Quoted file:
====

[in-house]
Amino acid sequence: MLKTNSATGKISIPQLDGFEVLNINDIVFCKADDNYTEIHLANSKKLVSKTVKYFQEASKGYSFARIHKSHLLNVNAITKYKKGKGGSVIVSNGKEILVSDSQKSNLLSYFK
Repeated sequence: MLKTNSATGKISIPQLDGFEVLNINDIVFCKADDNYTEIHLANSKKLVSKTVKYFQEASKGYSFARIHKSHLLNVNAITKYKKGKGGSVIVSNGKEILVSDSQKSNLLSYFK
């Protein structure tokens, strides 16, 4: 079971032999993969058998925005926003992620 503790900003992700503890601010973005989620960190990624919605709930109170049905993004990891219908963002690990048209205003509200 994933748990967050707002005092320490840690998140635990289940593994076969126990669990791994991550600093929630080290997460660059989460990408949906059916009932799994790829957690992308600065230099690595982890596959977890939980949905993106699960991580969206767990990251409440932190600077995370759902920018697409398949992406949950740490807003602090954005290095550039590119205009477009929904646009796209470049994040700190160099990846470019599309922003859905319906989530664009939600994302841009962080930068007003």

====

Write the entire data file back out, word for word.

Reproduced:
[in-house]
Amino acid sequence: MLKTNSATGKISIPQLDGFEVLNINDIVFCKADDNYTEIHLANSKKLVSKTVKYFQEASKGYSFARIHKSHLLNVNAITKYKKGKGGSVIVSNGKEILVSDSQKSNLLSYFK
Repeated sequence: MLKTNSATGKISIPQLDGFEVLNINDIVFCKADDNYTEIHLANSKKLVSKTVKYFQEASKGYSFARIHKSHLLNVNAITKYKKGKGGSVIVSNGKEILVSDSQKSNLLSYFK
């Protein structure tokens, strides 16, 4: 079971032999993969058998925005926003992620 503790900003992700503890601010973005989620960190990624919605709930109170049905993004990891219908963002690990048209205003509200 994933748990967050707002005092320490840690998140635990289940593994076969126990669990791994991550600093929630080290997460660059989460990408949906059916009932799994790829957690992308600065230099690595982890596959977890939980949905993106699960991580969206767990990251409440932190600077995370759902920018697409398949992406949950740490807003602090954005290095550039590119205009477009929904646009796209470049994040700190160099990846470019599309922003859905319906989530664009939600994302841009962080930068007003």